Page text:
Research by Scotland’s Rural College (SRUC) which measured cows’ behaviour by fitting them with high-tech ‘pedometers’ has won an international science award.
Now in their 23rd year, the Ig Nobel prizes are intended to celebrate the unusual, honor the imaginative and spur people's interest in science, medicine, and technology. Prizes are awarded for research that ‘first makes people laugh, and then make them think’.
SRUC livestock researchers Bert Tolkamp, Marie Haskell, Fritha Langford, Colin Morgan and David Roberts won the Ig Nobel Probability prize for their paper ‘Are cows more likely to lie down the longer they stand?’.
The research involved the cows wearing non-invasive pedometer-like sensors on their legs that recorded their movements to develop a way to understand how their behaviour might reflect their state of health, helping farmers improve how they care for their herds.
By tracking beef and dairy cows’ activity, the researchers sought to analyse patterns in the time they spent lying and standing, with the theory that changes to these patterns could indicate a cow is ill or unhappy.
The team expected to find that, as the cows became increasingly tired due to standing, they would become more likely to lie down. In fact, they found cows that had been standing for six hours are as likely to lie down within the following 15 minutes as cows that had been standing for one hour. In addition, some cows spent much more time standing than others.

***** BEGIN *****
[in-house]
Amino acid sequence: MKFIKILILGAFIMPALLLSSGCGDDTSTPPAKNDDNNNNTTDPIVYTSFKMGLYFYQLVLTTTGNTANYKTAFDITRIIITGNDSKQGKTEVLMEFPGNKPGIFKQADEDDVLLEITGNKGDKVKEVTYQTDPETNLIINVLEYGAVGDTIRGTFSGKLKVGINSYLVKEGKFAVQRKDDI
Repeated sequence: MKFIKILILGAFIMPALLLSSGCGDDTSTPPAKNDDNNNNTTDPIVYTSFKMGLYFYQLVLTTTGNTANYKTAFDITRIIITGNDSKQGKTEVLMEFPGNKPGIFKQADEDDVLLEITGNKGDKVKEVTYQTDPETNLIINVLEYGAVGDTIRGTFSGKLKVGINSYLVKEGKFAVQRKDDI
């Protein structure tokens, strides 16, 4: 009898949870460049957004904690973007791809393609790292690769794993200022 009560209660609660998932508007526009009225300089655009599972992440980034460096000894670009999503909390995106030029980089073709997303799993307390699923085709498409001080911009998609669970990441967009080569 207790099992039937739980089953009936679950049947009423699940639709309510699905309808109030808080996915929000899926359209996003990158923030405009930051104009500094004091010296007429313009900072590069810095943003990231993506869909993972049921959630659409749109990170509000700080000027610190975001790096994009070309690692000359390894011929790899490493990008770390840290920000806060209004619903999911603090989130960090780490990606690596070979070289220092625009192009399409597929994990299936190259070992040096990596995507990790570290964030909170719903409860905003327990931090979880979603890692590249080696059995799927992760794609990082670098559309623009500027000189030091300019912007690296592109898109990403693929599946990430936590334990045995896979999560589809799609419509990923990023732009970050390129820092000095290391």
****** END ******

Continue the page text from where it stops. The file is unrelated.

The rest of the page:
While the reasons for these variations are not clear, the project identified a scientific methodology for understanding patterns of activity. This is now being used by SRUC and others to assess how the way cows are cared for impacts on their health.
Speaking on behalf of the team, Dr Tolkamp said they were surprised but very pleased to receive the award. He said: “Anything that promotes interest in science is very welcome and we hope that winning the prize will give us additional opportunities to explain to other scientists, funding bodies and the public what we are doing and why it is worthwhile.
“As farms get bigger, there is less and less direct contact between farm workers and animals, which might mean later detection of problems. By shedding light on cow behaviour as an indicator of potential problems, our research is providing new opportunities to protect and improve cattle health and welfare.”
Dr Tolkamp travelled to Cambridge, Massachusetts, USA, to be presented with the prize by a real Nobel laureate at Harvard University's Sanders Theatre. He made a 60 second acceptance speech and will later deliver a longer lecture about his work, attended by other Ig Nobel winners, fellow scientists and members of the public.
Dr Roberts attended the European Ig Nobel Night, on 14 September in Leiden, The Netherlands. He was congratulated on stage by other Ig Nobel winners and the acting Lord-Mayor of the City of Leiden and gave a short talk about the winning study.